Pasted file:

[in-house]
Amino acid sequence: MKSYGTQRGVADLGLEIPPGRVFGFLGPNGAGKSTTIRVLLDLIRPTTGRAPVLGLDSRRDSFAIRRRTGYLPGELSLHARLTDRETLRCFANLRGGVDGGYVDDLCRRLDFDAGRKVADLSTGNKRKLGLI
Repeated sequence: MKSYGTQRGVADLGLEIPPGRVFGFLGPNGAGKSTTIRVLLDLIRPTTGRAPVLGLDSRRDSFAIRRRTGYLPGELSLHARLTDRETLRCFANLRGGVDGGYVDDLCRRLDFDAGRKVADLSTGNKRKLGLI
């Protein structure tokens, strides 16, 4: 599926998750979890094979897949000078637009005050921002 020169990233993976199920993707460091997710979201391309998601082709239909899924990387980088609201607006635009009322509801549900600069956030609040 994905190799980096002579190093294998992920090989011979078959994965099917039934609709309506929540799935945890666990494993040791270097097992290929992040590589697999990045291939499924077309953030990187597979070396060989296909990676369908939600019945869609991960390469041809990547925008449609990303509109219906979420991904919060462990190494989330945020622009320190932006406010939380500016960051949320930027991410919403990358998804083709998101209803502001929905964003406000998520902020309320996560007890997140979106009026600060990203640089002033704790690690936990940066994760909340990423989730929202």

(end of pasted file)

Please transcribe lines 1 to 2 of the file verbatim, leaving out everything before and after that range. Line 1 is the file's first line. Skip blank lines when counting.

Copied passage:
[in-house]
Amino acid sequence: MKSYGTQRGVADLGLEIPPGRVFGFLGPNGAGKSTTIRVLLDLIRPTTGRAPVLGLDSRRDSFAIRRRTGYLPGELSLHARLTDRETLRCFANLRGGVDGGYVDDLCRRLDFDAGRKVADLSTGNKRKLGLI